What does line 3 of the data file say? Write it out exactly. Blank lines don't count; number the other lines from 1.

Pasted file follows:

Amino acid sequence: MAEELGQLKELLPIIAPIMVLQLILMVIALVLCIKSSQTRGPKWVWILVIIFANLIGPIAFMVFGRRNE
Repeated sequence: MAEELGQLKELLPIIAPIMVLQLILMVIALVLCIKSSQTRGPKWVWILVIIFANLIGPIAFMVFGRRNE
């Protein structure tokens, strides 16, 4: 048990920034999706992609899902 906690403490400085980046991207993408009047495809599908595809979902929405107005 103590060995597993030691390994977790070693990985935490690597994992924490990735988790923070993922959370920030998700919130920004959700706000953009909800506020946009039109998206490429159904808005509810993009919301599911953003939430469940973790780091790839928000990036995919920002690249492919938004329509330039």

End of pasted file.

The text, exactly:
């Protein structure tokens, strides 16, 4: 048990920034999706992609899902 906690403490400085980046991207993408009047495809599908595809979902929405107005 103590060995597993030691390994977790070693990985935490690597994992924490990735988790923070993922959370920030998700919130920004959700706000953009909800506020946009039109998206490429159904808005509810993009919301599911953003939430469940973790780091790839928000990036995919920002690249492919938004329509330039």